This is not the only example of some asset receiving a lower return than that implied by Arrow-Debreu general equilibrium theory. Currency, for example, is dominated by Treasury bills with positive nominal yields yet sizable amounts of currency are held.And:
The fact that certain types of contracts may be non-enforceable is one reason for the non-existence of markets that would otherwise arise to share risk. Similarly, entering into contracts with as yet unborn generations is not feasible. Such non-Arrow-Debreu competitive equilibrium models may rationalize the large equity risk premium that has characterized the behavior of the U.S. economy over the last ninety years.Of course, most of the asset pricing literature didn't follow Mehra and Prescott's suggestions, but instead stuck to Arrow-Debreu pricing. I think they were missing something, and in the current context, Mehra and Prescott's suggestions are quite useful.
Take currency for starters. Bernanke gives an example of why negative real interest rates don't make sense. Basically, with a very small real interest rate, the present value of a small per-period payoff could be huge, making all kinds of seemingly ludicrous investment projects have positive net present value. But, of course, the real rate of return on currency is typically negative, and has been known to be quite large in absolute value. Why do people hold this asset if its rate of return is low - indeed lower, as Mehra and Prescott point out, than Treasury bills, which have essentially identical risk properties? We could say that the difference in the rates of return on money and T-bills reflects a liquidity premium - currency is more useful in exchange than are T-bills. So, extending the idea, why couldn't government debt bear a liquidity premium relative to other assets - capital for example? Government debt is indeed useful in exchange, in the sense that it is useful in credit contracts, as collateral - particularly in repo markets. This has to do with the non-enforceable contracts that Mehra and Prescott mentioned. Then, instead of equation (2), we can determine the real interest rate as:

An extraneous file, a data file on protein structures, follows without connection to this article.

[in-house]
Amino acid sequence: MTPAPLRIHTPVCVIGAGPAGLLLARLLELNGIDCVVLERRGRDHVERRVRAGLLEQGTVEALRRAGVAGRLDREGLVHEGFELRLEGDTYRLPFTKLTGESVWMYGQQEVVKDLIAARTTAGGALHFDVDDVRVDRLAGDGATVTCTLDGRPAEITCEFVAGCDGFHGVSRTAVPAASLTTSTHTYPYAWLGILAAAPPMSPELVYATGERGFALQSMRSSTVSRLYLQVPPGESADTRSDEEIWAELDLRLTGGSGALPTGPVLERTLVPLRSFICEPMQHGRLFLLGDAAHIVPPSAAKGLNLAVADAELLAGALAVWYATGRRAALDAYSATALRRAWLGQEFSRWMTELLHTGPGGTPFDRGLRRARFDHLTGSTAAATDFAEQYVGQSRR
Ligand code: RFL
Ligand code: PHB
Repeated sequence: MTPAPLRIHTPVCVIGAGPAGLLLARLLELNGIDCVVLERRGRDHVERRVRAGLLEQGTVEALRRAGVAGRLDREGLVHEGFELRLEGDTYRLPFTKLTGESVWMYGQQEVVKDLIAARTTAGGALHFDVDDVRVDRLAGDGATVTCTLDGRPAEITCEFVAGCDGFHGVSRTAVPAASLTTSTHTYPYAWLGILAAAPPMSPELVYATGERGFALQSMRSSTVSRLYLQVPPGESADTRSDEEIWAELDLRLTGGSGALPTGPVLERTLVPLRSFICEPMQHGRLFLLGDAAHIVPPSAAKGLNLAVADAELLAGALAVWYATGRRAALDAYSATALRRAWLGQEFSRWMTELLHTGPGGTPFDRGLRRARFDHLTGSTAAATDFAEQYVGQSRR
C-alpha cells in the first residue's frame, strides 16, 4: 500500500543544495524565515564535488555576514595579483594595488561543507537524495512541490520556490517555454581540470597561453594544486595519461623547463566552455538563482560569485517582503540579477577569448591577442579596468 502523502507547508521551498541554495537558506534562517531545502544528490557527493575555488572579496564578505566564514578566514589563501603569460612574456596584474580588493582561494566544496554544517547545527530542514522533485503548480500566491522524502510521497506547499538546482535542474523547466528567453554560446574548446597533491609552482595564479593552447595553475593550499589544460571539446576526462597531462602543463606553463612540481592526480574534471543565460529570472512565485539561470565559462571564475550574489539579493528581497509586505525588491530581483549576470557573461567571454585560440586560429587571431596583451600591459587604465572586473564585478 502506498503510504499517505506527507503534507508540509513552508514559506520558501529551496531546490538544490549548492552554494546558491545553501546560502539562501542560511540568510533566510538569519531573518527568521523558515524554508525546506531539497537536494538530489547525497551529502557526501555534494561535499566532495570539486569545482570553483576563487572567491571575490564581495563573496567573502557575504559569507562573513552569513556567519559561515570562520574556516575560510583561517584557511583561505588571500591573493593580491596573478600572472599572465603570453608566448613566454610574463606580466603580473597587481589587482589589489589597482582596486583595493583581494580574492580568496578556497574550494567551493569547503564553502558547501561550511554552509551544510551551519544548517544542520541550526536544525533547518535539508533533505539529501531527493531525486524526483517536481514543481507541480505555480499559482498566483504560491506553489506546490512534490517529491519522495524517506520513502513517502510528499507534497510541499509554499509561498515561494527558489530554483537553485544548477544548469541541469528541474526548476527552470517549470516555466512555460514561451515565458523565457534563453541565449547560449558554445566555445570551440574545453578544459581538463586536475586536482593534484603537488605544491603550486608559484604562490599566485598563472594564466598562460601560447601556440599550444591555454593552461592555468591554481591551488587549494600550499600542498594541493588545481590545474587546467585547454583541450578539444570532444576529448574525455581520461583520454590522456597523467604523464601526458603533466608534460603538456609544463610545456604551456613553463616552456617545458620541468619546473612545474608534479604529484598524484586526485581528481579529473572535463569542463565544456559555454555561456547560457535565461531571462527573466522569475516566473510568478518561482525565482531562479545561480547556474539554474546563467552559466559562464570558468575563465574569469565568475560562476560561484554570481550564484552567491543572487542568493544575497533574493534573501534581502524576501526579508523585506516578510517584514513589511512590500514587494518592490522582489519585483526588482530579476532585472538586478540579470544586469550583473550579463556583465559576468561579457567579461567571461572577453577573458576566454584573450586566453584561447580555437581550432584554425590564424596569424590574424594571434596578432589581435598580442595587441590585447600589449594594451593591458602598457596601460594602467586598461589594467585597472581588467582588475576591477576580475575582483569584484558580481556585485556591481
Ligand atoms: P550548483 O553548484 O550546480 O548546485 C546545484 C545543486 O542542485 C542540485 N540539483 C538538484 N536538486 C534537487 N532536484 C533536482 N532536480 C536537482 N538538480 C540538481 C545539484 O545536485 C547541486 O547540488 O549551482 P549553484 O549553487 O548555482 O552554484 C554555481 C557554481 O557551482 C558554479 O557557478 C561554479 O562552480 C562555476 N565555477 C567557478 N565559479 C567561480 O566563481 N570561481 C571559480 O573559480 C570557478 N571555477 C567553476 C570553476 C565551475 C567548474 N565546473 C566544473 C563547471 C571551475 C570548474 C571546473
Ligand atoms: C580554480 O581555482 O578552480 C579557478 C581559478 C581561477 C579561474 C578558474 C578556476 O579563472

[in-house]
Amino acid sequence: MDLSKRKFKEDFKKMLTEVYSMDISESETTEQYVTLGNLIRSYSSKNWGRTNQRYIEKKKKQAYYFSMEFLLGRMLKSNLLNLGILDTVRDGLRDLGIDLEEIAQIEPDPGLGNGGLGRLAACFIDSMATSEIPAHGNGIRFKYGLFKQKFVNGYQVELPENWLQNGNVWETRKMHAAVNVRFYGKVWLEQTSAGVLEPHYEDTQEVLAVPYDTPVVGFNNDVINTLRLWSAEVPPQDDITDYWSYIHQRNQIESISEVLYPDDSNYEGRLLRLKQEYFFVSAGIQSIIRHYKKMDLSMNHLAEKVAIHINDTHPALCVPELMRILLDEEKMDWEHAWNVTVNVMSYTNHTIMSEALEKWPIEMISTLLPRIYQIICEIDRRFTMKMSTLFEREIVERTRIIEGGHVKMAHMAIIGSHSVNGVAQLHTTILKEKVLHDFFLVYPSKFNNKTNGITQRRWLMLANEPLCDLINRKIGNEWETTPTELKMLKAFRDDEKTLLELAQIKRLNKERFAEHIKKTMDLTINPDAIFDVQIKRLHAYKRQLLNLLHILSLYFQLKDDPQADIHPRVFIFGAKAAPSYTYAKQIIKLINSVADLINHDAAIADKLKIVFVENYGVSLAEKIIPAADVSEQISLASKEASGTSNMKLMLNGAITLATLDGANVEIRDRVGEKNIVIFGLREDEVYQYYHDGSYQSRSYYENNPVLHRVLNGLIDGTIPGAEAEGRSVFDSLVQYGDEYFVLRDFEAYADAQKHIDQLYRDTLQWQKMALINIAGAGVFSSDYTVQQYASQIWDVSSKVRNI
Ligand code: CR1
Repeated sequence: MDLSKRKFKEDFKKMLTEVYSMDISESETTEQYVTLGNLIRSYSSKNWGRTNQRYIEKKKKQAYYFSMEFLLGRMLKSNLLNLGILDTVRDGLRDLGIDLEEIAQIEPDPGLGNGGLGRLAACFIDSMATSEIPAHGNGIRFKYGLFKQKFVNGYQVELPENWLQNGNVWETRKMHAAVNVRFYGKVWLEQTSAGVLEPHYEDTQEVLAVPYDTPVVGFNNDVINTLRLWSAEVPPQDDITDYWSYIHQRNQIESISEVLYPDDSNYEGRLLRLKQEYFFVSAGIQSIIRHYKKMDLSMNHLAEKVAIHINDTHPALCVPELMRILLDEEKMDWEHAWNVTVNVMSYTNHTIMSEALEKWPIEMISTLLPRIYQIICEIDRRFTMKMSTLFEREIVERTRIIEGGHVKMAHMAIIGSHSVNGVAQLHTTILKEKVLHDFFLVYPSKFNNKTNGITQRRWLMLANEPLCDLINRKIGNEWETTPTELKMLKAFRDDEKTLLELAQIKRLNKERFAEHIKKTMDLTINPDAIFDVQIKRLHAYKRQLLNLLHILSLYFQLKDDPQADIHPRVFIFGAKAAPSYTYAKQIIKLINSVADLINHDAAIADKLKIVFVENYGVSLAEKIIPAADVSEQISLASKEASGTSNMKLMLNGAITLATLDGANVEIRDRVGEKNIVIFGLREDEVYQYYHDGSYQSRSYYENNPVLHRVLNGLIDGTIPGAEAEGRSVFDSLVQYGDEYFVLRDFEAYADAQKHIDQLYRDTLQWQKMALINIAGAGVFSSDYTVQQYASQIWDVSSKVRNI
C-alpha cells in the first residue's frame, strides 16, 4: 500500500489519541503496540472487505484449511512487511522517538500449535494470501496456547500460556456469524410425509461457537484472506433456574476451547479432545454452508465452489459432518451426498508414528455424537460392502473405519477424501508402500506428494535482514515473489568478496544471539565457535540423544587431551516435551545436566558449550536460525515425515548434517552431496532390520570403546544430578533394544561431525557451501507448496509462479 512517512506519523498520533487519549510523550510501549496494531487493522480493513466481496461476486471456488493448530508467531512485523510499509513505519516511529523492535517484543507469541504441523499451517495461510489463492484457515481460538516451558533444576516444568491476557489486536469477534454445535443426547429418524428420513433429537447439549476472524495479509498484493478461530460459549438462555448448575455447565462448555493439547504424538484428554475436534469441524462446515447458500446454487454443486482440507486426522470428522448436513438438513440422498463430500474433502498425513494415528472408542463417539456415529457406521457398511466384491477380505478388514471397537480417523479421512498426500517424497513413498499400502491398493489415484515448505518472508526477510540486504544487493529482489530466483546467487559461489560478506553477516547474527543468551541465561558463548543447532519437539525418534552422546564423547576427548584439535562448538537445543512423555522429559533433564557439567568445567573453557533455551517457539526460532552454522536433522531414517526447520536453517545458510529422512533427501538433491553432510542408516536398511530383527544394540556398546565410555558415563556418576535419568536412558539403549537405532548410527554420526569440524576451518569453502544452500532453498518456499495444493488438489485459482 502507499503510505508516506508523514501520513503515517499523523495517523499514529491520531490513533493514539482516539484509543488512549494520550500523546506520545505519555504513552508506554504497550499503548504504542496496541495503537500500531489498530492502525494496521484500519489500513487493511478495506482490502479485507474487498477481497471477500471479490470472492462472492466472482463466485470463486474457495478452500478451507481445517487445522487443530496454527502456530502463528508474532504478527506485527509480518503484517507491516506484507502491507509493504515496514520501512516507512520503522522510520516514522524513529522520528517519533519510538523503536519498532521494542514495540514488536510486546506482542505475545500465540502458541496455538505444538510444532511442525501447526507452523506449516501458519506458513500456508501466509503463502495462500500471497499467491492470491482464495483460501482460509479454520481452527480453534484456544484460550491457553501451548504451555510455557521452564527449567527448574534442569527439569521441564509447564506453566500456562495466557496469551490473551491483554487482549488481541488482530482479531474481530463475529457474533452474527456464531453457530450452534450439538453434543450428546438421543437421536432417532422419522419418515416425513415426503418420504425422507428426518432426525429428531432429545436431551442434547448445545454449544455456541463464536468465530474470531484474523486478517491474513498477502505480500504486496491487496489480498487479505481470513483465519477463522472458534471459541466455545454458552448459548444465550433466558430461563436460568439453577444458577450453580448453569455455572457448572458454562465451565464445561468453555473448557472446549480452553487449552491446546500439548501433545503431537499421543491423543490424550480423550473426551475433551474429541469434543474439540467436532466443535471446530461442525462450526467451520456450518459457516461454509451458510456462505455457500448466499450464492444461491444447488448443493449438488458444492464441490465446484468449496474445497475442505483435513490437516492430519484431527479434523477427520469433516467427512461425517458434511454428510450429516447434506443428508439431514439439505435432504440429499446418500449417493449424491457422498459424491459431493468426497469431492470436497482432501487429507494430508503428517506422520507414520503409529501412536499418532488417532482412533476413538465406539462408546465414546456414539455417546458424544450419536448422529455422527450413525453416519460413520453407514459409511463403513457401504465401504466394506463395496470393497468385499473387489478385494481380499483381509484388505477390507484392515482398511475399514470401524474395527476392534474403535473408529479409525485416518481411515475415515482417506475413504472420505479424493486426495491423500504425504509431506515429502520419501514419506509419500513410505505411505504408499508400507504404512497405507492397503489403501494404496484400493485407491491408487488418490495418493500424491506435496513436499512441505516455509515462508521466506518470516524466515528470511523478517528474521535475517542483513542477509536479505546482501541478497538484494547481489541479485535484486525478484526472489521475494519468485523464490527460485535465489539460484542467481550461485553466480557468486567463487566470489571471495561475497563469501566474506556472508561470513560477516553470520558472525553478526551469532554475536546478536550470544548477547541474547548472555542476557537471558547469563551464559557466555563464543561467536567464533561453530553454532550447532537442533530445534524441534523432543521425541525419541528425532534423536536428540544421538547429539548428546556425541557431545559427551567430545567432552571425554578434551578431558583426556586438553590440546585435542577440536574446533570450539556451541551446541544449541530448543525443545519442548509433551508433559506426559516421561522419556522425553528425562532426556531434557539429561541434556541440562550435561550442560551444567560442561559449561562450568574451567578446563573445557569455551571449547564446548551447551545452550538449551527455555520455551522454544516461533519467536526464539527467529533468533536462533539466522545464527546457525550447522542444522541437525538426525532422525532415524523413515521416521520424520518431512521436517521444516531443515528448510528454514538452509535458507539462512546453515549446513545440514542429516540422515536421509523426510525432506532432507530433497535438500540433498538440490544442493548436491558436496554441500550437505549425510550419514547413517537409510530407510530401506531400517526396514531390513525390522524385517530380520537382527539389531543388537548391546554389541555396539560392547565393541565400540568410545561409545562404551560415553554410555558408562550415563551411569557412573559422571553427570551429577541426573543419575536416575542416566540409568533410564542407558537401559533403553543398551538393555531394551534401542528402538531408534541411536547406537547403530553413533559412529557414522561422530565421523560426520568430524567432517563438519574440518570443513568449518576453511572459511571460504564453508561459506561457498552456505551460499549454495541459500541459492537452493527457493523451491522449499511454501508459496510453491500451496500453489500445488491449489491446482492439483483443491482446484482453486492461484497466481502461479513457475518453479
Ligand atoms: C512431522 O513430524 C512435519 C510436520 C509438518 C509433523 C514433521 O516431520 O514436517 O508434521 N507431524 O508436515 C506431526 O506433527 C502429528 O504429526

(5) r(t) = b + ag(t+1) - l(t),,
where l(t) is a liquidity premium. The more liquid the asset, the higher is l(t), and the lower the real interest rate. Of course, equation (5) is a just a piece of a model. Has anyone written down fully-articulated general equilibrium models that determine such liquidity premia? You bet. Here are some:
That work isn't coming out of nowhere, of course. It's part of a broader research program involving other people - new monetarists, actually - and building on the work of many others. You can read about that in the papers. What the models show is that l(t) is an endogenous object, that depends in general on monetary policy, fiscal policy, and what is going on in credit markets.
Once we have the liquidity premium to work with, we have a potential explanation for why the real interest rate is so low - the liquidity premium is unusually high. Why would that be? We don't have to look too far to find the reasons. The financial crisis effectively destroyed part of the stock of eligible collateral, as did sovereign debt problems in parts of the world. U.S. government debt then became relatively scarce, and its price went up. Further, note that, at the zero lower bound,
(4) i(t) = -b - ag(t+1) + l(t),
so a higher liquidity premium on government debt also implies that we will tend to see higher inflation at the zero lower bound. In the models in the papers I refer to above, the real interest rate can be low due to suboptimal fiscal policy. If that suboptimal policy persists forever, the real interest rate can be low forever, and there is an inefficiency, reflected in low output, consumption, and employment. Looks a lot like what Summers would call secular stagnation. But it's a financial problem - there's insufficient government debt outstanding, not an insufficiency of government spending on goods and services. Faced with suboptimal fiscal policy, monetary policy matters in unusual ways - it's permanently non-neutral, and a severe shortage of government debt can mean that the central bank wants to be off the zero lower bound.
So, I think it would do Ben Bernanke good to get out more. Stop hanging out with big shots like Larry Summers, and make the acquaintance of some young macroeconomists, and other assorted riff-raff.